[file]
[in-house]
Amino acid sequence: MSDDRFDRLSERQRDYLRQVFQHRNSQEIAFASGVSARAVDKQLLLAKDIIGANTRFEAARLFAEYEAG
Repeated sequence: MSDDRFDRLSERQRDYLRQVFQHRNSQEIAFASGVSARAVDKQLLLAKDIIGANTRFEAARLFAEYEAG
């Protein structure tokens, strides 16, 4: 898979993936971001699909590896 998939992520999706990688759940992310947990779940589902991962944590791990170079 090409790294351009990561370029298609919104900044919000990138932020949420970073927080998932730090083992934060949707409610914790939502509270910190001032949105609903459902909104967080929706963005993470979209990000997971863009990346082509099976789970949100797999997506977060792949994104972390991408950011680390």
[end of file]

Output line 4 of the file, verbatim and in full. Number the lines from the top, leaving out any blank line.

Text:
């Protein structure tokens, strides 16, 4: 898979993936971001699909590896 998939992520999706990688759940992310947990779940589902991962944590791990170079 090409790294351009990561370029298609919104900044919000990138932020949420970073927080998932730090083992934060949707409610914790939502509270910190001032949105609903459902909104967080929706963005993470979209990000997971863009990346082509099976789970949100797999997506977060792949994104972390991408950011680390």